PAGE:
The markets were pretty quiet this week and a little mixed. The July USDA report was ‘bullish’ wheat, but it ultimately showed there will be sufficient stocks to meet demand, hence the resulting flat tone. Wheat bids in Kwinana were slightly higher as accumulators seek to find a price where growers will engage again. APW1 was up $5/MT to $300/MT FIS. Feed barley was essentially unchanged at $259/MT in Kwinana, but malt values fell away slightly to $285/MT FIS. No news with canola again as it continues to sit around $600/MT FIS in Kwinana.

Pictured: Crops progressing nicely as they soak up the sun

Prices as at 18th July 2019

* View of current market pricing. Does not represent current Agfarm bids.

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WA Market Update – 12/07/2019

Reid Seaby, WA Regional Manager

1.5 minute read

More rain at the end of last week kept rainfall tallies ticking over, further bolstering crop prospects and adding to the already better than average moisture profile. The front brought falls of up to 50mm, with the northern and eastern wheatbelt faring the best. Thankfully the western parts of the Albany zone and eastern parts of the Esperance zone, who have missed out on much of the recent rain, had falls of around 20mm. These areas do however have little stored soil moisture so will rely on consistent rain moving forward to achieve average to above average yields.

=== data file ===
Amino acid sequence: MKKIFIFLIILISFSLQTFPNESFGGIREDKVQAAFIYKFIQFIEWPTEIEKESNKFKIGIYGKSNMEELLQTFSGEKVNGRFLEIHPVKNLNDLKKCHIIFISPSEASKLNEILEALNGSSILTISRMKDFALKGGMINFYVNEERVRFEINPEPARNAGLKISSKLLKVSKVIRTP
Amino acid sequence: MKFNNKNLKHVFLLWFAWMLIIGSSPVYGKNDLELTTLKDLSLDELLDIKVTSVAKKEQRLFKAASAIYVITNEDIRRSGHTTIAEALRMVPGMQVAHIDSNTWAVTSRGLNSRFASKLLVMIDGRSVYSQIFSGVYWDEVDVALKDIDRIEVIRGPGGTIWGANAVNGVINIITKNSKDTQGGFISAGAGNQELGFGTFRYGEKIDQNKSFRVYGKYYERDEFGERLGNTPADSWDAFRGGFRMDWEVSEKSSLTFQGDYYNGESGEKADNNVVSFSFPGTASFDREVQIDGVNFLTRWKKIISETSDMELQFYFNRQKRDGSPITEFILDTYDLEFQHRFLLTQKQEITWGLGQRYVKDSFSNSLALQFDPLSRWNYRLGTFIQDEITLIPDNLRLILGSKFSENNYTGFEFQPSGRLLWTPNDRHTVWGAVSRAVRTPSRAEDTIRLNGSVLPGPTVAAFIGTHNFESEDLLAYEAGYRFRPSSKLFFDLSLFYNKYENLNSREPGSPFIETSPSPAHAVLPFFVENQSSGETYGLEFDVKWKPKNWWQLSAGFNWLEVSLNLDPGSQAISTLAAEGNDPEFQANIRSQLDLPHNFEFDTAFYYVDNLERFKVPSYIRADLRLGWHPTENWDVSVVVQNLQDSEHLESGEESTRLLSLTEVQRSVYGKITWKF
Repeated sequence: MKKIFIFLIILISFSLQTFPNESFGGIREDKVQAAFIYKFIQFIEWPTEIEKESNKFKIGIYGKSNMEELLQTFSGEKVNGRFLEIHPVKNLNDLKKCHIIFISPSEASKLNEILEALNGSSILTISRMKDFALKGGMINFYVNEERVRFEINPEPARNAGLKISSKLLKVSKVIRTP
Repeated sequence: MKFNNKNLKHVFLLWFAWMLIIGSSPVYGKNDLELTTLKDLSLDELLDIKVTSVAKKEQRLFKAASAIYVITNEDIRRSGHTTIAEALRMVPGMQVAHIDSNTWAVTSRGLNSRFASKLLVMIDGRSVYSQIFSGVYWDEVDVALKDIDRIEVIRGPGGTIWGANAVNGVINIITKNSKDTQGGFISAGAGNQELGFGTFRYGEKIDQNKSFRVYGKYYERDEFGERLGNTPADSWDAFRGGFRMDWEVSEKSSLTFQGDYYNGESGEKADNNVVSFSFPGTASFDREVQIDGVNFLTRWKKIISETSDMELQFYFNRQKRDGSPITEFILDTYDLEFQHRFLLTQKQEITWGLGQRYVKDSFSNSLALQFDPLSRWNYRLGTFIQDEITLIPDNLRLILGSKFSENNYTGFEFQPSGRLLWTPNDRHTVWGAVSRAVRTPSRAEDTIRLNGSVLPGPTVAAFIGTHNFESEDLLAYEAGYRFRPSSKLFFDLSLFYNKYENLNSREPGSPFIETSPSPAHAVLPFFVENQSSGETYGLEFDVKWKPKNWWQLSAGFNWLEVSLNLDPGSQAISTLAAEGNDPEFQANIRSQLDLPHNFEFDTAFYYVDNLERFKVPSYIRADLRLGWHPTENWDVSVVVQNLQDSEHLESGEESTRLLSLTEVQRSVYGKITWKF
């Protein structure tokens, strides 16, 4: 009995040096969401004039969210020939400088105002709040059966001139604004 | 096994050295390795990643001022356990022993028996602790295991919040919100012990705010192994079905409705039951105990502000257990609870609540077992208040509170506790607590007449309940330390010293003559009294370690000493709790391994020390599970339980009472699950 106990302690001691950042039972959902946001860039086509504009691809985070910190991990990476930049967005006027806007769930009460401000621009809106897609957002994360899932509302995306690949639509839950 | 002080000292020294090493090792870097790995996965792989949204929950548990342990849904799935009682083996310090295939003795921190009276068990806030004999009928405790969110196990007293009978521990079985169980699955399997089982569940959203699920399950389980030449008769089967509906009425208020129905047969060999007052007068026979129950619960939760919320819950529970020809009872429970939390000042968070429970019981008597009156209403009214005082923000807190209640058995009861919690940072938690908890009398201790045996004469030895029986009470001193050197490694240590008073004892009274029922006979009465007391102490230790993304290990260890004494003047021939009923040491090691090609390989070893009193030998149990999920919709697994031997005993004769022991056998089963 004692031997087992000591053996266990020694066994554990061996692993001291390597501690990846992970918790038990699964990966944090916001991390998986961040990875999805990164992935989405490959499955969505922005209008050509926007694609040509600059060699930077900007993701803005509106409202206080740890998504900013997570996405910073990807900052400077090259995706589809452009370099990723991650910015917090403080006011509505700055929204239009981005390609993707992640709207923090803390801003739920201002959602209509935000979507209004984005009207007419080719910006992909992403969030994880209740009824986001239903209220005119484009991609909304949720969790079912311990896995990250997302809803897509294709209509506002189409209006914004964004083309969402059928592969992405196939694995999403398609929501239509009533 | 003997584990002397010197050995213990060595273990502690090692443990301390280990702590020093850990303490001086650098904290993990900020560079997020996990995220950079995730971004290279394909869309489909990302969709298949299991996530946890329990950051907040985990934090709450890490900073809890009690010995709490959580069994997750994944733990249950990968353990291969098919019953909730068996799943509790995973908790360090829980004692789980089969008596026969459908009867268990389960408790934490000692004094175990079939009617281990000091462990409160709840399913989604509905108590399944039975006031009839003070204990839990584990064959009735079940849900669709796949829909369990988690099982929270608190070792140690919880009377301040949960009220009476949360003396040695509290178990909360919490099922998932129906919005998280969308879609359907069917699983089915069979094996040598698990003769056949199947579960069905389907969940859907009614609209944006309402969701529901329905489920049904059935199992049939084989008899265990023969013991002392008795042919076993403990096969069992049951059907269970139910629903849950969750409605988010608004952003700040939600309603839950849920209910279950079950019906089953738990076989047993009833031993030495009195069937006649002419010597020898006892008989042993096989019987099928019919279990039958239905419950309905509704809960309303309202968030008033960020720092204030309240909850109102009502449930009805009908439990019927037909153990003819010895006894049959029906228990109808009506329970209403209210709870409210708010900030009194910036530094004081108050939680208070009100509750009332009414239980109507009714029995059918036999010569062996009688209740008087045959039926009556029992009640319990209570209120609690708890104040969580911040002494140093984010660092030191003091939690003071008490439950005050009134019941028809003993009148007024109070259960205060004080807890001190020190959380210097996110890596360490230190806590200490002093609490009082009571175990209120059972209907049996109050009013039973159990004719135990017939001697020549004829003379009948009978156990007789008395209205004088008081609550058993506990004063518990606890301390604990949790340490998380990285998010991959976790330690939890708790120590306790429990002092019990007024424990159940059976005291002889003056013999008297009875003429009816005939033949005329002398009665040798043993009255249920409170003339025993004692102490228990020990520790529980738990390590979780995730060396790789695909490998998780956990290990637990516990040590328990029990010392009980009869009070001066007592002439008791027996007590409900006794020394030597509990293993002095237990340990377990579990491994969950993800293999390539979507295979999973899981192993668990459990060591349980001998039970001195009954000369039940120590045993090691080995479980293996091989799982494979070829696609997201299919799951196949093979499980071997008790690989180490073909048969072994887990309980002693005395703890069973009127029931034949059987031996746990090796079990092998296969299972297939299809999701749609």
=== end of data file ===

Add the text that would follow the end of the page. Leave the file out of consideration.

Conditions are excellent in most of the state’s cropping areas and some coastal parts are bordering on too wet, so the fine weather forecast for the next week or so will be a welcome change. Growers are taking advantage of the sunshine and are now busy applying nitrogen and their first round of post emergent sprays.

Markets were generally a little softer this week with the catalysts being the easing crop concerns in WA, SA, Vic and the softer tone in US markets. Both canola and barley bids are unchanged from this time last week, but wheat has come off a little bit. APW1 bids in Kwinana fell below $300/MT this week, down $6/MT to $295/MT. Other grades were also lower but red crop APW1 was steady at $290/MT FIS in Kwinana.

Pictured: Soils are wet and crops are progressing well in WA

Prices as at 11th July 2019

* View of current market pricing. Does not represent current Agfarm bids.